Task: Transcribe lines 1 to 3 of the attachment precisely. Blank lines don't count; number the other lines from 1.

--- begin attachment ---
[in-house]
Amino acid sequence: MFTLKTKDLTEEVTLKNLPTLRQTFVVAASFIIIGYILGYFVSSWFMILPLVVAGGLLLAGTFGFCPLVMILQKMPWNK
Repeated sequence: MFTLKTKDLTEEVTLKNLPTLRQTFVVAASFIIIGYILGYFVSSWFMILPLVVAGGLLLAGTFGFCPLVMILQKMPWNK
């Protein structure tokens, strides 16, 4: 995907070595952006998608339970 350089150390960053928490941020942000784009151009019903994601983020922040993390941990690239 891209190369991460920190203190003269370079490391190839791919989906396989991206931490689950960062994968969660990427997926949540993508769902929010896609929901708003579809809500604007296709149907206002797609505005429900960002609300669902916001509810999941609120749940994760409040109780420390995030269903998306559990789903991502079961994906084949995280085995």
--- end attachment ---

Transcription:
[in-house]
Amino acid sequence: MFTLKTKDLTEEVTLKNLPTLRQTFVVAASFIIIGYILGYFVSSWFMILPLVVAGGLLLAGTFGFCPLVMILQKMPWNK
Repeated sequence: MFTLKTKDLTEEVTLKNLPTLRQTFVVAASFIIIGYILGYFVSSWFMILPLVVAGGLLLAGTFGFCPLVMILQKMPWNK